The best chapter in the book would be the 2nd myth concerning a hybridization of Calvinism and Arminianism. This so called “Calminianism” is not a coherent theological system. This chapter does an excellent job explaining why this hybrid is not possible. “Of course, if we do not care about logic, then we inhabit an artificially constructed Calminian house built on sand.” (p 68) This chapter alone is worth the price of the book. That said, on page 73 Olson displays the fundamental theological mistake[2] of his system. Quoting Fritz Guy, Olson affirms that “[i]n the character of God love is more fundamental than control.” Throughout Olson’s book there are statements that demonstrate this idea of elevating the love of God above all other attributes. This inappropriate elevation of one attribute of our Triune God is where the rational for the primary error of Olson’s system can be found.

This book was an immensely valuable read. Much that has previously simply been assumed has been clarified in my thinking regarding Arminianism. Although I feel as though Olson is defending his position using a theologically modified vocabulary[3], he has done a great service to the church by laying out these myths in a helpful format. This was theology done well. He did not resort to ad hominem attacks, or turn the tables and exploit the “myths” of Calvinism. He exhorts us to discuss this respectfully, with love, and without assumption. We should “strictly avoid attributing beliefs to adherents of the other side that those adherents explicitly reject.” (p 243) Even though many in the reformed camp infer that Pelagianism may appear to be the logical conclusion of Arminian thought, to force that heresy on those who do flatly reject the claims of Pelagius would be unfair. They may be demonstrating a lack of understanding of the weight and logical conclusion of their thought, but their ignorance is preferable to heresy![4]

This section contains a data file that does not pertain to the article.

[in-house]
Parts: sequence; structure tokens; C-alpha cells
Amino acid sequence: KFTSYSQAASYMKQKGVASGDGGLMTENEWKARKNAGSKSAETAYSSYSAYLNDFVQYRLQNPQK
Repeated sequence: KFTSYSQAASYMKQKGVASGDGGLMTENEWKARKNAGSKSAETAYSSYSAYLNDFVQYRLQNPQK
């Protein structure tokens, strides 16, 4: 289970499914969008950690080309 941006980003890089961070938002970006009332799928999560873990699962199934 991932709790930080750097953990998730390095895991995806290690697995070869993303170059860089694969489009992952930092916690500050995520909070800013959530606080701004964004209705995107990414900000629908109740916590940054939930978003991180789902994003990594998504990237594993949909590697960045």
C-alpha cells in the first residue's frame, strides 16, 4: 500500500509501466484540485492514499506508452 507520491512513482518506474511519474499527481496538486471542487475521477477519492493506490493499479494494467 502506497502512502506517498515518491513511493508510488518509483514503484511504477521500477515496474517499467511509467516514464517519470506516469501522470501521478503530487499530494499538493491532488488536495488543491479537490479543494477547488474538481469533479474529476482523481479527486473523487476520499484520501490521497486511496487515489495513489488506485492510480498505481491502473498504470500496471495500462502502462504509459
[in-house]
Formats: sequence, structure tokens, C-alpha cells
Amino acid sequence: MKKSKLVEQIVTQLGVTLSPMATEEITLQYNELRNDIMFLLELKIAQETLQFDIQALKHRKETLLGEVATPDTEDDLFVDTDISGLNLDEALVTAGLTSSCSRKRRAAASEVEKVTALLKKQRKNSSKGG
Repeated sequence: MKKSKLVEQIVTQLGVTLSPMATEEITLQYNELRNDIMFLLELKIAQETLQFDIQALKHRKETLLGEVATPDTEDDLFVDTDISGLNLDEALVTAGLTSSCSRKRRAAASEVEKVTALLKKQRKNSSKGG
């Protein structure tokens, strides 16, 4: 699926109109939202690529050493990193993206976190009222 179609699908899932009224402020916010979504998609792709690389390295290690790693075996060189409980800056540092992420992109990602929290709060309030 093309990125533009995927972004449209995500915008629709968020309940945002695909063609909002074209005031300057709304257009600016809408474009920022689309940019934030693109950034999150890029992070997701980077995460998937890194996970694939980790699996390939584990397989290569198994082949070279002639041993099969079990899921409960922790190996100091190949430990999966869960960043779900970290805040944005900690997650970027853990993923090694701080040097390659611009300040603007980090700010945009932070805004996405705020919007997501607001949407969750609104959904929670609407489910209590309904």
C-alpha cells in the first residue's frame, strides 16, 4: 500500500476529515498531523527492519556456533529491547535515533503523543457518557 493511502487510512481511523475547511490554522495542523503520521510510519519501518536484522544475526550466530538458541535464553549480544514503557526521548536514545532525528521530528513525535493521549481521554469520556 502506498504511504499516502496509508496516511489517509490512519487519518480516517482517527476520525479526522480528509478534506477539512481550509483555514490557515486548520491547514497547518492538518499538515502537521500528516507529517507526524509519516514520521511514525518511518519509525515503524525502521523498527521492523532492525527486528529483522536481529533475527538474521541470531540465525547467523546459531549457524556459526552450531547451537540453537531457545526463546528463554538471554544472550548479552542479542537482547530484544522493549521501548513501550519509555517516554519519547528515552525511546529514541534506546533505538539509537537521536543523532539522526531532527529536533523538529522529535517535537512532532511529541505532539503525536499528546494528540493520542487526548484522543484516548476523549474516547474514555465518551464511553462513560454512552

[1] Although he gives no credit to either David Letterman or his network, I’m sure the omission is purely an oversight.
[2] In my humble opinion…
[3] His definitions of grace, predestination and election have been subtly modified in order to make his theological system more coherent. Essentially it seems as though his position is one based more on “taste” than biblical thinking. The implications of scriptural passages such as Romans 9 don’t appeal to his theological “taste,” so this is where he lands.
[4] This statement is intended as a generalization, not as the backhanded insult it may appear to be on the surface – many would say the same thing about Calvinism.